How To Build a Model Railroad Choosing model rail sizes for your HO and N scale layout

Choosing model rail sizes for your HO and N scale layout

By Jeff Wilson | March 1, 2023

Breaking the “code”

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Image showing profiles of model train rail


Choosing model rail sizes is one of the things modelers often spend time on when building their second layout. We often start with whatever came in the train set we began with, but then we start to hear about rail “codes,” and how they can differ.

Regardless of scale, model rail sizes are specified by code. This isn’t a top-secret formula: code simply refers to the height of the rail in thousandths of an inch. Thus code 83 track has rail .083″ tall, code 70 is .070″ tall, and so on. These charts will help you with choosing model rail sizes.

Image showing profiles of model train rail
The accompanying chart lists common model rail sizes in each scale, along with the corresponding prototype rail each represents. Use this for help in choosing model rail sizes.

On the prototype, rail size is measured not by height, but by weight. Rail is classified by the weight in pounds of one yard (36 inches) of rail. Note that some model track scales out to be extremely heavy (code 100 in HO is oversize for almost all prototype rail; code 80 in N is grossly oversize for all prototypes). The heavier rail is easier to work with, and sturdier, which is why it’s often included in train set packages. Extremely light rail can make spurs and seldom-used tracks look more realistic, but because of their fragility, can be difficult to install.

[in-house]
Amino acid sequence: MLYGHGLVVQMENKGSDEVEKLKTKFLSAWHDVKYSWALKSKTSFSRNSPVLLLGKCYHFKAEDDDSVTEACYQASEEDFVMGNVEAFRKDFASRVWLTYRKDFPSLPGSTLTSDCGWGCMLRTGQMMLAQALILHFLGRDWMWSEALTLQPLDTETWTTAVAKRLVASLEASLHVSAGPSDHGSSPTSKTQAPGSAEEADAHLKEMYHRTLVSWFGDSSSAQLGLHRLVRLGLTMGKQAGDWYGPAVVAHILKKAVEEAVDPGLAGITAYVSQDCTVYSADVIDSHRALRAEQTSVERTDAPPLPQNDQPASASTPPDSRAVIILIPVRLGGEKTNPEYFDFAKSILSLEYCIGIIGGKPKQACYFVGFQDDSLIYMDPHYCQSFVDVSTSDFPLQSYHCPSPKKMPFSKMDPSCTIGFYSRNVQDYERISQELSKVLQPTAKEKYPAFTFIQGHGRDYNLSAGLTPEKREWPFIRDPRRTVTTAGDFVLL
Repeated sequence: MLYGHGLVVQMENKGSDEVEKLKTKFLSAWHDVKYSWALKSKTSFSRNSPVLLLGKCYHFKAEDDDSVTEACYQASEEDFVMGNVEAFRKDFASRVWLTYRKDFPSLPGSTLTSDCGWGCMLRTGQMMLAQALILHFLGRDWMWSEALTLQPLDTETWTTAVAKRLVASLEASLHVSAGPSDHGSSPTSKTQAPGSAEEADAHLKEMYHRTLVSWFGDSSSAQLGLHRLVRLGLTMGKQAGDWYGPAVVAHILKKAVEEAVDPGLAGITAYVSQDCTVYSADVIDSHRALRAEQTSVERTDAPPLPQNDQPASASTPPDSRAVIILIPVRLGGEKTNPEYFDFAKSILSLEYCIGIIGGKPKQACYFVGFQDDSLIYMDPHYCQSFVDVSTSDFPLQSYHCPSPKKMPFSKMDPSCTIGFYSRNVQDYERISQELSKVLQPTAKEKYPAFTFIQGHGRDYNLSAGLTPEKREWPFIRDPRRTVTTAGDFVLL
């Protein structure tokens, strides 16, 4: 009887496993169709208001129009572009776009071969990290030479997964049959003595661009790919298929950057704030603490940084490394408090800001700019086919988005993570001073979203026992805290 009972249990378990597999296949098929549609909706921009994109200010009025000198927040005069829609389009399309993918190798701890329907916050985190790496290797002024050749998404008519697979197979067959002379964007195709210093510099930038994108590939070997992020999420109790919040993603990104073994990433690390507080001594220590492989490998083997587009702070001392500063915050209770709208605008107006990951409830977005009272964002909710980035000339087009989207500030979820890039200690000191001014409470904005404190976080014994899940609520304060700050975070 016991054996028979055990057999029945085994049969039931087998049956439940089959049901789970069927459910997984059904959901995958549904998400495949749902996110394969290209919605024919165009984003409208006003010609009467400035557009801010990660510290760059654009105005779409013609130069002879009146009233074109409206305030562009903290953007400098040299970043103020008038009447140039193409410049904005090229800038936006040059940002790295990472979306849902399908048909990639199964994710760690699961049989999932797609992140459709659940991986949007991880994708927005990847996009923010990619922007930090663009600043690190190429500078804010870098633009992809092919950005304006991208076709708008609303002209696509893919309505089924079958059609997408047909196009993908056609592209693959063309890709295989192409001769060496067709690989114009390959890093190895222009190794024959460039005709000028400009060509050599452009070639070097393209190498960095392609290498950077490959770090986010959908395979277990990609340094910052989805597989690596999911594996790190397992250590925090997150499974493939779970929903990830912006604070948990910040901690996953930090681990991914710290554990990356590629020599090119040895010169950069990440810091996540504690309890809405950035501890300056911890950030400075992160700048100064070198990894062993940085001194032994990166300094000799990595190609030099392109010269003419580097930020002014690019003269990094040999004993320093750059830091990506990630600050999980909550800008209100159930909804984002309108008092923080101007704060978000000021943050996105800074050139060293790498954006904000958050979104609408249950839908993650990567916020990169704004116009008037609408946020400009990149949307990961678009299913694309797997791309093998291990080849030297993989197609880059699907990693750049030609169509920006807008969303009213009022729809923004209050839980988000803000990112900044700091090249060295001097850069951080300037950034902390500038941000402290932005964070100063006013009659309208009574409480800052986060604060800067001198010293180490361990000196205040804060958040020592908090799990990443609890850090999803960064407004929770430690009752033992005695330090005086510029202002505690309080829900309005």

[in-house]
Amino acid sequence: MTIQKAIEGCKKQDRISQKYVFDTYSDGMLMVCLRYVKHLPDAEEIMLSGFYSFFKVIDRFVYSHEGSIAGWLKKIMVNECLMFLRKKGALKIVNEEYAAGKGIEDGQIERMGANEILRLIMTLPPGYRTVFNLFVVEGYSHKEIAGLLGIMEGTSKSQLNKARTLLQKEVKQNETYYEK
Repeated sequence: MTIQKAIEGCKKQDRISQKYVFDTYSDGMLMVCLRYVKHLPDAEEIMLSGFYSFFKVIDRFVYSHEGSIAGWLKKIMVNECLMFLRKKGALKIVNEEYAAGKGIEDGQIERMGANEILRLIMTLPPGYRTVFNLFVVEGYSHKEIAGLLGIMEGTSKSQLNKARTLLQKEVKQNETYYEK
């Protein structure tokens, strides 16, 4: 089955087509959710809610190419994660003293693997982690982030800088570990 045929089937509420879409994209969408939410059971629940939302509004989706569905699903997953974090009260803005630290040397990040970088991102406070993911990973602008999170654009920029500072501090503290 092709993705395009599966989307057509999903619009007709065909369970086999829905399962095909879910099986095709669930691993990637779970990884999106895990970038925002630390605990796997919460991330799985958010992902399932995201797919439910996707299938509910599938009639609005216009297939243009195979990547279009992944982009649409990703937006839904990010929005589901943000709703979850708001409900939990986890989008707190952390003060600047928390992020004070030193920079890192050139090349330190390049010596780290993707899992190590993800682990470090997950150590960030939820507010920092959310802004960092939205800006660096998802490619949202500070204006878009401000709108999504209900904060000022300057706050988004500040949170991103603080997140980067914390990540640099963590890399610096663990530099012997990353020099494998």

Image shows early rail cross sections from 1808 to 1865
Many styles of iron rail were tried before modern steel T-rail appeared in the mid-1860s. Bethlehem Steel Co.

Using different sizes is a good way to differentiate the apparent purpose of model track: for example, in HO, using code 83 for the main line and code 70 for spurs and sidings.

Image shows rail profile comparing small 90-pound rail with large 132-pound rail superimposed on one another
Rail height varies by weight. The shaded rail is 90-pound ARA-A rail (5-3/8″) and the tall rail is 132-pound RE rail (7-1/8″), which is also about an inch wider at the base. American Railway Association


One thought on “Choosing model rail sizes for your HO and N scale layout

  1. I’m building an additional 3′ x 6′ section of town adjacent to my existing HO layout. It will include only a streetcar line with 6.5 inch curves for my Bachmann PCC streetcar. The track will be embedded in the streets. What code track do you recommend?
    David Z., Scottsdale, AZ

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